Re: [Discuss-sudbury-model] Principal Certification?

From: Highland School <highland_at_ruralnet.org>
Date: Thu Dec 4 12:11:00 2003

Hi Peter,
   I worked on a doctorate in Curriculum and Instruction (with another
major in Foundations of Education) largely to gain credibility to
support opening The Highland School in West Virginia. Before opening
our school, Alan Klein (also a certified teacher at the time) and I
visited our county superintendent and discussed opening the school. We
laid out our credentials as well as our school philosophy and by the end
of our visit the superintendent was receptive to our opening. (One of
his comments was "There is more than one way to carry coals to
Newcastle.") Our county authorities were extremely cooperative when our
school opened - providing books and materials if we wanted them, as well
as allowing our students to participate in many activities/services
(such as sports, drivers education, speech therapy) with no hassles.
    I don't think that my credentials made much (if any) difference to
parents. In the end, if parents couldn't support the idea that their
children could make their own choices, they didn't stay anyway. Having
gone through so much education myself was a two edged sword. I suffered
- as Dan Greenberg has eloquently described - from the "A" syndrome and
consider myself currently a recovering "A" student. I had to do a lot
of "unlearning" school behaviors to participate on an equal basis with
students and staff. On the other hand, a lot of my doctoral time was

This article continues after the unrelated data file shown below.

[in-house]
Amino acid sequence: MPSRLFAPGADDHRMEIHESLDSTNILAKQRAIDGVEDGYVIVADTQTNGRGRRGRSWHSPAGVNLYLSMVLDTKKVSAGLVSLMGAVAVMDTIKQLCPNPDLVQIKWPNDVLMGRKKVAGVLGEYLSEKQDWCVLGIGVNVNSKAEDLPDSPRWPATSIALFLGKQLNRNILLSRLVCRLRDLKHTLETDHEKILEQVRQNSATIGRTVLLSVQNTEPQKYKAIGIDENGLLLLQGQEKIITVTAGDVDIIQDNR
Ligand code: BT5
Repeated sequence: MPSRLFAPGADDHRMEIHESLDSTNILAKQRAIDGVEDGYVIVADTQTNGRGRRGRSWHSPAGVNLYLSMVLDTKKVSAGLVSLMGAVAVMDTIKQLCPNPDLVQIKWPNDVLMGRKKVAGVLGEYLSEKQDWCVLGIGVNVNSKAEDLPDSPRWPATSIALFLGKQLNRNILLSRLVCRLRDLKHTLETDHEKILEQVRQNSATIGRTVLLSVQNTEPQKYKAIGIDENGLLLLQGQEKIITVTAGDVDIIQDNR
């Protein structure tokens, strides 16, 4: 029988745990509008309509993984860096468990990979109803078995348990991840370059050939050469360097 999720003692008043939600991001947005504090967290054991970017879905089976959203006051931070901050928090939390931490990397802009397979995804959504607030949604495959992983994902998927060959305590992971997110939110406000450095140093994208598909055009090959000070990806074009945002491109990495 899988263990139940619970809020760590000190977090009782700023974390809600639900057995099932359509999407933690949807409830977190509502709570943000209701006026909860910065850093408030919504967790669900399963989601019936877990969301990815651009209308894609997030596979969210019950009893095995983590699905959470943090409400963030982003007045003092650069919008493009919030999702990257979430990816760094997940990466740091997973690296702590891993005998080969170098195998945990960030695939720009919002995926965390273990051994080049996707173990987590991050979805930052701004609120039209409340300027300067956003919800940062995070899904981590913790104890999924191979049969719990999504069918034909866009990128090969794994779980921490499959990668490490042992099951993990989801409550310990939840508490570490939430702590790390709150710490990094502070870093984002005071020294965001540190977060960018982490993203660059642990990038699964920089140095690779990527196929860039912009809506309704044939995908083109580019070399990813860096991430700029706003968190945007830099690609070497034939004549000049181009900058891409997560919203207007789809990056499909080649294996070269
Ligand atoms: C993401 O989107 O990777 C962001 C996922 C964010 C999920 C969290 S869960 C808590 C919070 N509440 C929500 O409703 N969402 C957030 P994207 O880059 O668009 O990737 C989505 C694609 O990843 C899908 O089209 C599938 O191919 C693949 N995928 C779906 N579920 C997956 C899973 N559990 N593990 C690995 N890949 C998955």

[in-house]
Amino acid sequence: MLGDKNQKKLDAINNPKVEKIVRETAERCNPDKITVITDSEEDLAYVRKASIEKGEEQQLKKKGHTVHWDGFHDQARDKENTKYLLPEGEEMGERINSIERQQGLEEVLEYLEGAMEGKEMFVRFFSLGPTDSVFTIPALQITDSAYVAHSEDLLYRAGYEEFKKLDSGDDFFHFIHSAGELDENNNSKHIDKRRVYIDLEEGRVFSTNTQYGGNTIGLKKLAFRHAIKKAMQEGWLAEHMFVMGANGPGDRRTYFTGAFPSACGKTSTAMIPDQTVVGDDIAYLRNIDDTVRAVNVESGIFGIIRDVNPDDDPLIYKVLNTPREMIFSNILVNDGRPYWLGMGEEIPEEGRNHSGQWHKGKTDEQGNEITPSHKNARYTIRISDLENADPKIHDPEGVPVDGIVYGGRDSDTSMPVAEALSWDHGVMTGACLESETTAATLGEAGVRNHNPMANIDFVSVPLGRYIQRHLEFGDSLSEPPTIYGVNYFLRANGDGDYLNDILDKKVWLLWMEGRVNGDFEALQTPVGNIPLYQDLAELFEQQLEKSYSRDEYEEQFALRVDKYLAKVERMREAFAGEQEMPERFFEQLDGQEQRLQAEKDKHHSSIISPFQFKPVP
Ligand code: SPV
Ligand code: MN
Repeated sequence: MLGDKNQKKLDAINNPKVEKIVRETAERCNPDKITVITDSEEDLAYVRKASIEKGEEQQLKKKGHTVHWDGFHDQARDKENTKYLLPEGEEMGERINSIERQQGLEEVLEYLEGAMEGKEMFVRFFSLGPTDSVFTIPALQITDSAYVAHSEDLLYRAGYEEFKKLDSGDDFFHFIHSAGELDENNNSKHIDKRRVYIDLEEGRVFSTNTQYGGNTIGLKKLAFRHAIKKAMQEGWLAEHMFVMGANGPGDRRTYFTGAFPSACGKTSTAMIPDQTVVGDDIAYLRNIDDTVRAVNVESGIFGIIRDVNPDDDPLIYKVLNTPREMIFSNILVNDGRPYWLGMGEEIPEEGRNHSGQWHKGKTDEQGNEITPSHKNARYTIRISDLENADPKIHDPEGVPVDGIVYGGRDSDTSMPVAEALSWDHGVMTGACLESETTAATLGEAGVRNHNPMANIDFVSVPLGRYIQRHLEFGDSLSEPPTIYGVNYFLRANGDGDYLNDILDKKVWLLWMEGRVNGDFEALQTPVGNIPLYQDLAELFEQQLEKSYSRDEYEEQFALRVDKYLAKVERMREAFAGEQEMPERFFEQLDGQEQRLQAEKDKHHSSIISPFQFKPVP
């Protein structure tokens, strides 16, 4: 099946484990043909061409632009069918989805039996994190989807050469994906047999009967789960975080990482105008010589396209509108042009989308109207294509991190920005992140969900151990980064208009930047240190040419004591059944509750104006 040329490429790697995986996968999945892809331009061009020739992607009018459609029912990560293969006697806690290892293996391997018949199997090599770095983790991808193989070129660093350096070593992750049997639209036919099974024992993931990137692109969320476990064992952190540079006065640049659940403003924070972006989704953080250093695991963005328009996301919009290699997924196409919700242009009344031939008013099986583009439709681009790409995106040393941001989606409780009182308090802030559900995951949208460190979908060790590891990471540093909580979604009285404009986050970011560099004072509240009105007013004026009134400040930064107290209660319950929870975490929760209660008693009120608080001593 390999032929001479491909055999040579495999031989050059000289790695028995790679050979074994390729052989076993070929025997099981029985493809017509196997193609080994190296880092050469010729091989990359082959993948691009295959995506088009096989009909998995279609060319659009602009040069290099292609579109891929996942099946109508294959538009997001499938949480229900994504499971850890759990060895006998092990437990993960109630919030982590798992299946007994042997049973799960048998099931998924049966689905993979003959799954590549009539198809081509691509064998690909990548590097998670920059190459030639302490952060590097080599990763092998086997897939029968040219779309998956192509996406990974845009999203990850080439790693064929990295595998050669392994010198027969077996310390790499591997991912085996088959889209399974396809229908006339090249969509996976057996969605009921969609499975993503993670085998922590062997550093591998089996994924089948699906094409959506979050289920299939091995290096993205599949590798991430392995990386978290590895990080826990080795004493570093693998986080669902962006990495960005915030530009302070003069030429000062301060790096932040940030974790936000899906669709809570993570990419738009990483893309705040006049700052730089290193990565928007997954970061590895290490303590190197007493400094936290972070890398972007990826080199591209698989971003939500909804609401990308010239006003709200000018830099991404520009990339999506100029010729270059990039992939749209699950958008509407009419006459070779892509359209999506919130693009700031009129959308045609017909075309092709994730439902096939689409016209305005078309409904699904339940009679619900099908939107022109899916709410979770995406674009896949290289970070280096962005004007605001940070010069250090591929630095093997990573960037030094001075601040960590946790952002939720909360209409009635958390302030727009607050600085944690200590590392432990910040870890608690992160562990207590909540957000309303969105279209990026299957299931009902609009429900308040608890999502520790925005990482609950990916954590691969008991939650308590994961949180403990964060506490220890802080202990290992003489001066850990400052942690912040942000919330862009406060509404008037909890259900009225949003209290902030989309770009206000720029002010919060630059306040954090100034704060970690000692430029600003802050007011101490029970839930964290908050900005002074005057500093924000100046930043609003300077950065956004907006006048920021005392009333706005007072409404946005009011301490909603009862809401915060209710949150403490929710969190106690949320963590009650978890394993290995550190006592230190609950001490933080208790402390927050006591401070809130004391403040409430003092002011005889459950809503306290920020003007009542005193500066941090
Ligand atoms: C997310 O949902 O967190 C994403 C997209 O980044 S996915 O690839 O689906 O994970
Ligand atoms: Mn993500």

spent reading John Dewey and thinking about philosphy of education.
 That experience helped me when confronted with opposition from people
(including our own staff) who out of fear or habit wanted to fall back
on traditional educational milestones to evaluate our school. The
philosophy part of the principal certification program may give you
opportunities to read and think more about ideas which can help you
develop your own foundation. It's useful to have that foundation when
the going gets rough.
    As far as the practical administrative courses go, I agree that
school law would be helpful. My husband Steve is currently taking an
accounting degree program (beyond his math teaching degree) to help with
the financial administration. I think both of these areas are important
in starting and maintaining a school.
     The bottom line, of course, is whether you can profit from the
experience without letting its downside discourage you from starting or
joining a democratic school. Good luck with your choice! Candy
Landvoigt

Peter Keleher wrote:

> I began to learn about the Sudbury Valley School right as I began a
> graduate program in education. The time I spent at SVS transformed my
> thinking on education and I no longer see working in a traditional
> setting. I would like to one day actively support a Sudbury School.
> My spouse and I are approaching this transition collaboratively; one
> of us thinks completing the requirements for public school principal
> certification might give me additional credibility for the day that I
> am involved in a new Sudbury school and am trying to give parents and
> students confidence that this new school will be a good place for the
> student. The other one of us thinks that the educational approaches
> of Sudbury and traditional schools are too distinct for a principal
> certification to be helpful or to add credibility. I have spoken with
> some people at SVS about this and would also like to turn to those of
> you who have thoughts on the subject to hear your views in hopes that
> this might help us the resolve our gridlock. Thank you very much for
> your time.
> Peter
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Received on Thu Dec 04 2003 - 12:10:02 EST

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